What it is

LOVAMAP stands for LOcal Void Analysis of MAP scaffolds, and it’s a custom piece of software we’ve developed to analyze important geometrical features of our MAP material – or any granular material for that matter!

We quickly learned that cells like to hang out inside of MAP scaffolds while they re-build tissue, and that got us thinking – if cells are spending time in the void space between the microparticles, then we should study this space to figure out the best design for promoting tissue repair. But studying the void space among packed particles is a complicated business, and we couldn’t help ourselves – we developed LOVAMAP to go above and beyond when it comes to MAP characterization.

Who helps us

We’ve partnered with Ninjabyte Computing to generate simulated MAP scaffolds that are so realistic, we do a double-take.

You know what’s easier than spending hours in lab fabricating hydrogel microparticles? Pressing a button to simulate hydrogel microparticles. Ninjabyte Computing is equipped with state-of-the-art technology to bring our wildest MAP scaffold fantasies to life. By running LOVAMAP on simulated MAP scaffolds, we can learn more faster. This is why Ninjabyte Computing deserves its very own page here.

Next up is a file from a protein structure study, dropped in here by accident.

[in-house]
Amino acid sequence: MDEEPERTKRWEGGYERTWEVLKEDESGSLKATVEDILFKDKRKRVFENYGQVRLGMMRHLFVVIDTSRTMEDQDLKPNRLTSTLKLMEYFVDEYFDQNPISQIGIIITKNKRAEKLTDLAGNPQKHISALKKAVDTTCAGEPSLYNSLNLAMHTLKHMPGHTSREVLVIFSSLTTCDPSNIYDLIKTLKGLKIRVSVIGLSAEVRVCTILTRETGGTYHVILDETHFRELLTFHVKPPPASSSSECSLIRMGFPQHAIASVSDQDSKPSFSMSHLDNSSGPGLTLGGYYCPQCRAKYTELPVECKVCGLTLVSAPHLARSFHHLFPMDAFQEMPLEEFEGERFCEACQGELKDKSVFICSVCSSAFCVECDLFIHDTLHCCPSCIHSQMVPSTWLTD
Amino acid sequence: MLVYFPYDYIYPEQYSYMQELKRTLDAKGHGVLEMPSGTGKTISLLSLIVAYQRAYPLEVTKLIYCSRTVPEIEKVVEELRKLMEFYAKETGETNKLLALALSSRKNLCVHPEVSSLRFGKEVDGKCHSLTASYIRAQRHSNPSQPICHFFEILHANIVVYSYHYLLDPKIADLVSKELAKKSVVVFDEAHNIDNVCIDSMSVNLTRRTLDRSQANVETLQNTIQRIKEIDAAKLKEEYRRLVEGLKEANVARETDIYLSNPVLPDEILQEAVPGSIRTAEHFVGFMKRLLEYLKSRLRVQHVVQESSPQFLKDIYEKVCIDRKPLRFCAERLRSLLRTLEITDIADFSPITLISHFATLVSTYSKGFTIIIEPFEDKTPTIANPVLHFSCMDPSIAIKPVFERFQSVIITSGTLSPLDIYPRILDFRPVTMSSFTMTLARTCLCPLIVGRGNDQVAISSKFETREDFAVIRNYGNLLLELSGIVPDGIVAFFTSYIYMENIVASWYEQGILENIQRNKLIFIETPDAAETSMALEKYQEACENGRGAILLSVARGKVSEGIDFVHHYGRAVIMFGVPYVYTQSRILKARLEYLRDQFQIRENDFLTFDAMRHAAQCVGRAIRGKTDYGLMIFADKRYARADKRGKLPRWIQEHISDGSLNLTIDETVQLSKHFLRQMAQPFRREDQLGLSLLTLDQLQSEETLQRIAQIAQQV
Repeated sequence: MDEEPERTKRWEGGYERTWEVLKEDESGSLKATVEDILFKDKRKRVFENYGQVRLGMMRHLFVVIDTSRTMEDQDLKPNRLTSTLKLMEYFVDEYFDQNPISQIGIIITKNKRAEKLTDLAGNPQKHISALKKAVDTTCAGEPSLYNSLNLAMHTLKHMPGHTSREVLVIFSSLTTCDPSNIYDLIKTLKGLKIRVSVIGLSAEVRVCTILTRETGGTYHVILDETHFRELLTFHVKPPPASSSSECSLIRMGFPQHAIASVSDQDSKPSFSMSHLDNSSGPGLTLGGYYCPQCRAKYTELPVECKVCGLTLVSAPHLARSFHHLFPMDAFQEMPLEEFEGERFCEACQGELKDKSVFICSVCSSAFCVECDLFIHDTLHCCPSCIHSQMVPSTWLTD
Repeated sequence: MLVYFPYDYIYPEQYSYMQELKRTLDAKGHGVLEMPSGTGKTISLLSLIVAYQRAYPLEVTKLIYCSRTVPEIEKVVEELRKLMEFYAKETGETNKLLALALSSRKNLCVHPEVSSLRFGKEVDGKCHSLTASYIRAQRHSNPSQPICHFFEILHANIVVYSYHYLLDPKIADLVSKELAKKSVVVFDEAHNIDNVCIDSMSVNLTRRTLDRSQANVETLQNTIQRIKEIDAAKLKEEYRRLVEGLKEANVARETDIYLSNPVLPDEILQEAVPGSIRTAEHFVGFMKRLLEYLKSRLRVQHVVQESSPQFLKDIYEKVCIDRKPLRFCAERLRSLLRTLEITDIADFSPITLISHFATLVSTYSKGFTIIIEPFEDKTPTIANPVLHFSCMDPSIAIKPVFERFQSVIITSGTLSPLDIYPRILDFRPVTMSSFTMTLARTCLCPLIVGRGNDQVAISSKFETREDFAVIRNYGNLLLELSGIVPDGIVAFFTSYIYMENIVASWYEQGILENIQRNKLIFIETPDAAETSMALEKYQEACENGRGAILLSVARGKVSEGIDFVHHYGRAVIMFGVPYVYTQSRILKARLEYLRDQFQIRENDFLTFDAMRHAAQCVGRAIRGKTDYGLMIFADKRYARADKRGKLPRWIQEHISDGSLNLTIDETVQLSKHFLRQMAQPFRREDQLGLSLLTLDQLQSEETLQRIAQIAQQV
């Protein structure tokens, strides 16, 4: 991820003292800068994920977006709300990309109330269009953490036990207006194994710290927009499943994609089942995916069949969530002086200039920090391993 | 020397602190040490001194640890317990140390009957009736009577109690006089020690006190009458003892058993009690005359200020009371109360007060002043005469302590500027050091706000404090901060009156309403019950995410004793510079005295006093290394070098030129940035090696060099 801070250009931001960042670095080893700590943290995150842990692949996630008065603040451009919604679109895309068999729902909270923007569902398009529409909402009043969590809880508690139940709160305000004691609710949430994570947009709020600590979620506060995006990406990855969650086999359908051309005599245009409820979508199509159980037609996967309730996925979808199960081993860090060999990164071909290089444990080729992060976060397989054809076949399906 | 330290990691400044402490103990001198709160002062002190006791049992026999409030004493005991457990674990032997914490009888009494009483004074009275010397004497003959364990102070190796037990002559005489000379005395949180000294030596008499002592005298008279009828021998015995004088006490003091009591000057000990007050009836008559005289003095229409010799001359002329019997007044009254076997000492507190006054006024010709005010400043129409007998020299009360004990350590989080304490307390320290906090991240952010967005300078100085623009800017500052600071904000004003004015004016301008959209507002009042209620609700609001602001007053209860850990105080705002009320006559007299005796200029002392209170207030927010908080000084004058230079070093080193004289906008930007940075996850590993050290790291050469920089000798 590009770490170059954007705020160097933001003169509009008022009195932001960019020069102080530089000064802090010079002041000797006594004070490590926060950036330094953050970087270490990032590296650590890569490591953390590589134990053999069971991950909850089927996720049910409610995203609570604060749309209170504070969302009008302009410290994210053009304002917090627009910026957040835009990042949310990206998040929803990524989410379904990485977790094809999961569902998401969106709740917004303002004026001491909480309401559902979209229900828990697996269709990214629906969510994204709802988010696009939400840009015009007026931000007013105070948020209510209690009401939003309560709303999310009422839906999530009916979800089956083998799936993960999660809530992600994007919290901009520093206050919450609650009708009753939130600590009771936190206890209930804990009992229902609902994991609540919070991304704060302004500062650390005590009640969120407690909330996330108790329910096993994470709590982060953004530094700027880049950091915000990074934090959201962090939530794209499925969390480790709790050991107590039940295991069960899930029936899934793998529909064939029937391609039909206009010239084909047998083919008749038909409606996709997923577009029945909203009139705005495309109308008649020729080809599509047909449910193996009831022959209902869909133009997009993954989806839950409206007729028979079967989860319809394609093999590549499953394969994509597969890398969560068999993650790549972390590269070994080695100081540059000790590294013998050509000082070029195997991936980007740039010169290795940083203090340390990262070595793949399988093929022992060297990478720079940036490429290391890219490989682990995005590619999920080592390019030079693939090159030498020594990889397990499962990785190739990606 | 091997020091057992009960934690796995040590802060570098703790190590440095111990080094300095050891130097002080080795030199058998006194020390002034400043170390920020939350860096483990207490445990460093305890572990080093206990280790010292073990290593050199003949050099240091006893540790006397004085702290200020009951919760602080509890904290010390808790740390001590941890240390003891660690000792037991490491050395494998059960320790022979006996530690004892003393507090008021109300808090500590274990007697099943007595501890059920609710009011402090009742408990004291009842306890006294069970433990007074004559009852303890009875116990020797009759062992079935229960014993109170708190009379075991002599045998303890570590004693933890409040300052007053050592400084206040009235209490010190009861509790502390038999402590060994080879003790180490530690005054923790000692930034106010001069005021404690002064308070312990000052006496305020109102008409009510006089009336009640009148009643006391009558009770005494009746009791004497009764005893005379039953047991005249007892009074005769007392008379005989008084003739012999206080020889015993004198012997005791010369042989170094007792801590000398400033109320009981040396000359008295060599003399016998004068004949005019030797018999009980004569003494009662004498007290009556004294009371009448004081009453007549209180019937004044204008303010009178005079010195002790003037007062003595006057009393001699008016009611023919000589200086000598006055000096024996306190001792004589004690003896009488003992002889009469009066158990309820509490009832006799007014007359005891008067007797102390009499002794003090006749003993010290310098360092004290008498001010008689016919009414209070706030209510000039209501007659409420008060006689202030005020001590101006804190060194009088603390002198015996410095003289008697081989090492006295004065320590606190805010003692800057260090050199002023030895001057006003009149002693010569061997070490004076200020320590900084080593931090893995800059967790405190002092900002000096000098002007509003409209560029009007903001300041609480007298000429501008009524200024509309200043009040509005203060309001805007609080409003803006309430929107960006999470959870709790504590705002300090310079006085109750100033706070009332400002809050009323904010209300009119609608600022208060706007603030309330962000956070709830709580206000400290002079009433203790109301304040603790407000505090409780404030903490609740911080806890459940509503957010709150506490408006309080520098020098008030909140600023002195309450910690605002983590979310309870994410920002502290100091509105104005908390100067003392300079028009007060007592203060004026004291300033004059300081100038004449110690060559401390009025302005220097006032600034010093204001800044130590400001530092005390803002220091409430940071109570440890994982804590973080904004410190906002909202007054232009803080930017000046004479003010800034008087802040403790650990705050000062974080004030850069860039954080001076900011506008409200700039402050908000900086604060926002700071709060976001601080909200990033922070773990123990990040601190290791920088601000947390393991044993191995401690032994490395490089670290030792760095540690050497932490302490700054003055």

How it works

Void Space Analysis

Read in formatted data

Void Space Analysis Landmarks First Image

Extract geometrical landmarks

Void Space Analysis Landmarks Second Image

Segment void space

Void Space Analysis Landmarks Third Image

Return descriptor data

Void Space Analysis Landmarks Fourth Image

Generate images & GIFs

What it offers

LOVAMAP outputs 3 types of descriptors that characterize MAP scaffolds:

Void Space Analysis - Global

GLOBAL DESCRIPTORS

Void Space Analysis - ridges

INTERUNIT DESCRIPTORS

Void Space Analysis - Subs

SUBUNIT DESCRIPTORS

Get the data

We’re sharing the data that accompanies our freshly-submitted manuscript about LOVAMAP. You can download the raw descriptor data for each particle composition category, as well as the statistical measurements for each distribution-descriptor.

Reach out if you’d like some help sifting through the data. And if you use these numbers in your own research, a citation is all the thanks we need 🙂

Homogeneous, rigid spheres

Binary mixtures of rigid spheres, 40 + 100 µm

Binary mixtures of rigid spheres, 60 + 100 µm

Heterogeneous, rigid spheres

Square packing

Hexagonal packing

Homogeneous, soft-body spheres

Binary mixtures of rigid and soft spheres

Atypical particles

Isotropy / Anisotropy ellipsoids